National policies and programmes

FBDGs should be consistent with national policies and programmes for improved food supplies and nutrition. The establishment of FBDGs thus requires consideration of issues such as the availability and price of foods. Agricultural policies and their effect on income, food prices, women, labour demand, nutrient content of food and the role of traditional food production systems should be taken into account. Health policies and practices that influence health such as physical activity, smoking and alcohol consumption should also be noted. Attention should be given to the realities of the environment and to food safety concerns such as safeguarding the integrity of national food systems. Education and social policies that promote appropriate dietary intake and lifestyles should also receive consideration.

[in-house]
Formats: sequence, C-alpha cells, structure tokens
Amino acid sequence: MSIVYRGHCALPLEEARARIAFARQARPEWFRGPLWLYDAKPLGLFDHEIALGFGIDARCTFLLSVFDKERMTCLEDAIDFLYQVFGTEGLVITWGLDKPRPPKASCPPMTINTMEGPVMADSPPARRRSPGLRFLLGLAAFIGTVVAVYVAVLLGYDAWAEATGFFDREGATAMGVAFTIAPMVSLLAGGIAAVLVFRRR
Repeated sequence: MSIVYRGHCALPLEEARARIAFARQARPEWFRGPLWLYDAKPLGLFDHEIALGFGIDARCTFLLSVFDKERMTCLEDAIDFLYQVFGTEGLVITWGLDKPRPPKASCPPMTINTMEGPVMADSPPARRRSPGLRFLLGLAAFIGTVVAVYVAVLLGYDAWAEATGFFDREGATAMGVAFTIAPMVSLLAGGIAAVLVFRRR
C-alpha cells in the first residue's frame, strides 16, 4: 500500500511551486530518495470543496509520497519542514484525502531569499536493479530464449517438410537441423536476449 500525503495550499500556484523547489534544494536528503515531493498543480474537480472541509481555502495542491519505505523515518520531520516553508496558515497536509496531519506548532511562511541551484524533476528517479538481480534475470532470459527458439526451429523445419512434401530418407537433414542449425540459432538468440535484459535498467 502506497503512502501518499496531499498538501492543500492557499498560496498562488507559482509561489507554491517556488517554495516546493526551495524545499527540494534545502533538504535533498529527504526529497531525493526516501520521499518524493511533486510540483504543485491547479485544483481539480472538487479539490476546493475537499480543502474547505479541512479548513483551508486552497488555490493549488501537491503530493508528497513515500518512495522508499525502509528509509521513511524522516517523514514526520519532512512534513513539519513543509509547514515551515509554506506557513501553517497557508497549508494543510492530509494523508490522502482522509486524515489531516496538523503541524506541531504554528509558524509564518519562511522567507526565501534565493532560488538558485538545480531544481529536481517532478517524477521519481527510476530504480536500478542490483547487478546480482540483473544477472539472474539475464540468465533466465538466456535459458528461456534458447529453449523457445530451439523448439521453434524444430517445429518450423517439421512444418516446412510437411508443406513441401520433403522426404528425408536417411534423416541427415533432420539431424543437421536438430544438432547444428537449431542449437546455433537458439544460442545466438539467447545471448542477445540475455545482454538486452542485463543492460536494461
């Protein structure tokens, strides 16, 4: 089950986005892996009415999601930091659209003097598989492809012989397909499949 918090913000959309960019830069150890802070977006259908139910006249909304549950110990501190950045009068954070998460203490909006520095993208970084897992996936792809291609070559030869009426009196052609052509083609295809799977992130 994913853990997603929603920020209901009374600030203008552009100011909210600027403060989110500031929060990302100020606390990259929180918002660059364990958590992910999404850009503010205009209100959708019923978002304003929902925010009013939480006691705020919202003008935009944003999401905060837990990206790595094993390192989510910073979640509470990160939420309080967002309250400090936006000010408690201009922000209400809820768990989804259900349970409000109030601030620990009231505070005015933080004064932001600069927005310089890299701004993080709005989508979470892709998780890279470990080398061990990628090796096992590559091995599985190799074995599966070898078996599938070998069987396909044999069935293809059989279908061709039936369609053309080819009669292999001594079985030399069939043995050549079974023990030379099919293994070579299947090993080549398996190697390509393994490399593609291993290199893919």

Drafting guidelines

FBDGs should be tested before they are published for the general public. Focus groups can help to determine the guidelines' cultural acceptability and clarity and the appropriateness of their visual presentation. Different guidelines may be needed for urban and rural populations, special population groups (e.g. lactating women) and speakers of various local languages. The scope of the work, resources and objectives will determine the priority of issues to be addressed.


To be effective, a set of dietary guidelines must be communicated to the public through a variety of educational and motivational media. In addition to being scientifically sound, it is important that the guidelines be short, simple, clear and memorable.

Educational materials